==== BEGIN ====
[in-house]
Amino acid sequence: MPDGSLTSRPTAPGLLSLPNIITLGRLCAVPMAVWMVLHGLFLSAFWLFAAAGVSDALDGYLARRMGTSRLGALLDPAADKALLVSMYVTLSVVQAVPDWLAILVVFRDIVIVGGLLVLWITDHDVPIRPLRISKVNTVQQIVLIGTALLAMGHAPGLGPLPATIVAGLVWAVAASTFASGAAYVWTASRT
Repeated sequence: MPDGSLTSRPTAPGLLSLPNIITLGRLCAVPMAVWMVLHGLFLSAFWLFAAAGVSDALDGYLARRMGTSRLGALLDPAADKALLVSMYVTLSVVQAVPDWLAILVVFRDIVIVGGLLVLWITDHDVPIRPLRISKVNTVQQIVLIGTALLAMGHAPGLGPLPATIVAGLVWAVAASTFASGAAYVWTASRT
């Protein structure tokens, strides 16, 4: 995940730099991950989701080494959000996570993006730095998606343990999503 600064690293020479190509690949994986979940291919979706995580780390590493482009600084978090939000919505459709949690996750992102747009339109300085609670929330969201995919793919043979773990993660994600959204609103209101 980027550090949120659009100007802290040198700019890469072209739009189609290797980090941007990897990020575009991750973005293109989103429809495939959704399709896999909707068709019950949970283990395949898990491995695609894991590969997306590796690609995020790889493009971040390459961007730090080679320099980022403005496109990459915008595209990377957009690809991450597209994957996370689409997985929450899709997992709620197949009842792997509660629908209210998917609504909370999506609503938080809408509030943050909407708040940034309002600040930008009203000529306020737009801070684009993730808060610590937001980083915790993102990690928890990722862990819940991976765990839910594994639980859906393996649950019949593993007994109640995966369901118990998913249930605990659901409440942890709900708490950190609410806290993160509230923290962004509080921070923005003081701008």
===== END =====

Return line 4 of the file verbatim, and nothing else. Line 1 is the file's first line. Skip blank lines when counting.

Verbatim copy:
């Protein structure tokens, strides 16, 4: 995940730099991950989701080494959000996570993006730095998606343990999503 600064690293020479190509690949994986979940291919979706995580780390590493482009600084978090939000919505459709949690996750992102747009339109300085609670929330969201995919793919043979773990993660994600959204609103209101 980027550090949120659009100007802290040198700019890469072209739009189609290797980090941007990897990020575009991750973005293109989103429809495939959704399709896999909707068709019950949970283990395949898990491995695609894991590969997306590796690609995020790889493009971040390459961007730090080679320099980022403005496109990459915008595209990377957009690809991450597209994957996370689409997985929450899709997992709620197949009842792997509660629908209210998917609504909370999506609503938080809408509030943050909407708040940034309002600040930008009203000529306020737009801070684009993730808060610590937001980083915790993102990690928890990722862990819940991976765990839910594994639980859906393996649950019949593993007994109640995966369901118990998913249930605990659901409440942890709900708490950190609410806290993160509230923290962004509080921070923005003081701008």